(40) is introduced. To refer to specific problems, a set of Error
Values are defined under the "OAM Problem" error code.
If a node does not support the establishment of OAM MEP or MIP
entities it MUST use the error value "MEP establishment not
supported" or "MIP establishment not supported", respectively, in the
If a node does not support a specific OAM technology/solution, it
MUST use the error value "Unsupported OAM Type" in the PathErr
If a different technology-specific OAM Configuration TLV is included
than what was specified in the OAM Type, an error MUST be generated
with error value "OAM Type Mismatch" in the PathErr message.
There is a hierarchy between the OAM configuration elements. If this
hierarchy is broken, the error value "Configuration Error" MUST be
used in the PathErr message.
If a node does not support a specific OAM Function, it MUST use the
error value "Unsupported OAM Function" in the PathErr message.
4.5. Considerations on Point-to-Multipoint OAM Configuration
RSVP-TE extensions for the establishment of point-to-multipoint
(P2MP) LSPs are specified in [RFC4875]. A P2MP LSP is comprised of
multiple source-to-leaf (S2L) sub-LSPs. These S2L sub-LSPs are set
up between the ingress and egress LSRs and are appropriately combined
by the branch LSRs using RSVP semantics to result in a P2MP TE LSP.
One Path message may signal one or multiple S2L sub-LSPs for a single
P2MP LSP. Hence, the S2L sub-LSPs belonging to a P2MP LSP can be
signaled using one Path message or split across multiple Path
P2MP OAM mechanisms are very specific to the data-plane technology;
therefore, in this document we only highlight the basic principles of
P2MP OAM configuration. We consider only the root-to-leaf OAM flows,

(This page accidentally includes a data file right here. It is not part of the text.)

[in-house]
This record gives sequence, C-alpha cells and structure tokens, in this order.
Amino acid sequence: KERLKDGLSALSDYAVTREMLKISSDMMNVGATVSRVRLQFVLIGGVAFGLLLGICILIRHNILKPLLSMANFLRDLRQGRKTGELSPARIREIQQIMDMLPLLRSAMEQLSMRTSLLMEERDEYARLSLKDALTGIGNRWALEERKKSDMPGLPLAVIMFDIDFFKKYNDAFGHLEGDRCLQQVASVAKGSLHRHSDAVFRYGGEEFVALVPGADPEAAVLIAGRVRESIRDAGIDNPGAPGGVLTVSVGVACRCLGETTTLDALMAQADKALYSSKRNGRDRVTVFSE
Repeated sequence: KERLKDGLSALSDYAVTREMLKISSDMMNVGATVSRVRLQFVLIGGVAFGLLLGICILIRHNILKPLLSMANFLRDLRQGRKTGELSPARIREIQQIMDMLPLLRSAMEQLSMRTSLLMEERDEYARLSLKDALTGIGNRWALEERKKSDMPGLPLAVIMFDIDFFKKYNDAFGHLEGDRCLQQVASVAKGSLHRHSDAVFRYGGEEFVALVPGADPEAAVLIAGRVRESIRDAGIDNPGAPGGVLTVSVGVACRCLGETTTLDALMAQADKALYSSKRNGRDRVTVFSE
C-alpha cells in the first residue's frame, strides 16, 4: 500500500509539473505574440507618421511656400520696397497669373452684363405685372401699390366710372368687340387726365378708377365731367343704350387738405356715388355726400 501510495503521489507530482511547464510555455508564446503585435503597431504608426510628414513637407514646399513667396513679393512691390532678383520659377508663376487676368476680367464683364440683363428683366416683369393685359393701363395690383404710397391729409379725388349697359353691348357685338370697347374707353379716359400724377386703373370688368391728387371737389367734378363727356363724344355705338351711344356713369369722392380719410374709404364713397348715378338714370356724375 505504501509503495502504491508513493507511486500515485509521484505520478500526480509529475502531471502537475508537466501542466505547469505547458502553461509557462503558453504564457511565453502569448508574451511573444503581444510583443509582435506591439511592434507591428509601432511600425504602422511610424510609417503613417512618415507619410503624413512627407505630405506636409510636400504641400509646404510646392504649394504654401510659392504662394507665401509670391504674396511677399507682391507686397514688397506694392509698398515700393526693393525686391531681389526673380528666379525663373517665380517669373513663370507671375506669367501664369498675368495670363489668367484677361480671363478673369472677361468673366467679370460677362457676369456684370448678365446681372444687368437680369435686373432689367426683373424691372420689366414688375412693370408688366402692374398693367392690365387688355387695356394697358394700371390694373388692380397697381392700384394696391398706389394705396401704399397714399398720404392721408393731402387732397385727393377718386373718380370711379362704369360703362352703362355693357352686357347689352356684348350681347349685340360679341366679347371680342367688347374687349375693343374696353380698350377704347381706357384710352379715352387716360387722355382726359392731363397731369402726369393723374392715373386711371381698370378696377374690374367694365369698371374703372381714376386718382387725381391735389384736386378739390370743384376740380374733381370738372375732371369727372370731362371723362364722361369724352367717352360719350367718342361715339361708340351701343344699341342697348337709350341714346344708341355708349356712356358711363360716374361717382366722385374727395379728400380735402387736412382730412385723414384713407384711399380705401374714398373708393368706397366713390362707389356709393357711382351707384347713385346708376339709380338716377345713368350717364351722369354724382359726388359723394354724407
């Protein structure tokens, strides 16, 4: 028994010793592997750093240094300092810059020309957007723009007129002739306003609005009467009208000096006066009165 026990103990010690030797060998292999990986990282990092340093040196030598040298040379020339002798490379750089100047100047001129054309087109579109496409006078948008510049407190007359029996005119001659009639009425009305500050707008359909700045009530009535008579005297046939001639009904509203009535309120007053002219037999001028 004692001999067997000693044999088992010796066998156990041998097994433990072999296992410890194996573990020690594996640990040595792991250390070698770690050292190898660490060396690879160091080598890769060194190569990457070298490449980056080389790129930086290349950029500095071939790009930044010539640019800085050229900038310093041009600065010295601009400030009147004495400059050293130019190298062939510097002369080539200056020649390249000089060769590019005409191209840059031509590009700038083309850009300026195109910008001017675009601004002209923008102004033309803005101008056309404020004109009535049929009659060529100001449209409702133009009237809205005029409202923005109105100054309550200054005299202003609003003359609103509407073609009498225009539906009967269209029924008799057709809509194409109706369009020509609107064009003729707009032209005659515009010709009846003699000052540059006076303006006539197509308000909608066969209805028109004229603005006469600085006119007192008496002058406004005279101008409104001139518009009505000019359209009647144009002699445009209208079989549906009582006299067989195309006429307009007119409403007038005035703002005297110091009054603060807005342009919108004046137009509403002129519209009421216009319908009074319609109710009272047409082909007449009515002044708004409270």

and as such, aspects of the configuration of return paths are outside
the scope of our discussions. We also limit our consideration to the
case where all leaves must successfully establish OAM entities with
identical configuration in order for the P2MP OAM to be successfully
established. In any case, the discussion set forth below provides
only guidelines for P2MP OAM configuration. However, at a minimum,
the procedures below SHOULD be specified for P2MP OAM configuration
in a technology-specific document.
The root node may use a single Path message or multiple Path messages
to set up the whole P2MP tree. In the case when multiple Path
messages are used, the root node is responsible for keeping the OAM
configuration information consistent in each of the sent Path
messages, i.e., the same information MUST be included in all Path
messages used to construct the multicast tree. Each branching node
will propagate the Path message downstream on each of the branches;
when constructing a Path message, the OAM configuration information
MUST be copied unchanged from the received Path message, including
the related Admin_Status bits, LSP attribute flags, and OAM
Configuration TLV. The latter two also imply that the LSP_ATTRIBUTES
and LSP_REQUIRED_ATTRIBUTES objects MUST be copied for the upstream
Path message to the subsequent downstream Path messages.
Leaves MUST create and configure OAM sink functions according to the
parameters received in the Path message; for P2MP OAM configuration,
there is no possibility for parameter negotiation on a per-leaf
basis. This is due to the fact that the OAM source function,
residing in the root of the tree, will operate with a single
configuration, which then must be obeyed by all leaves. If a leaf
cannot accept the OAM parameters, it MUST use the RRO Attributes
sub-object [RFC5420] to notify the root about the problem. In
particular, if the OAM configuration was successful, the leaf would
set the "OAM MEP entities desired" flag in the RRO Attributes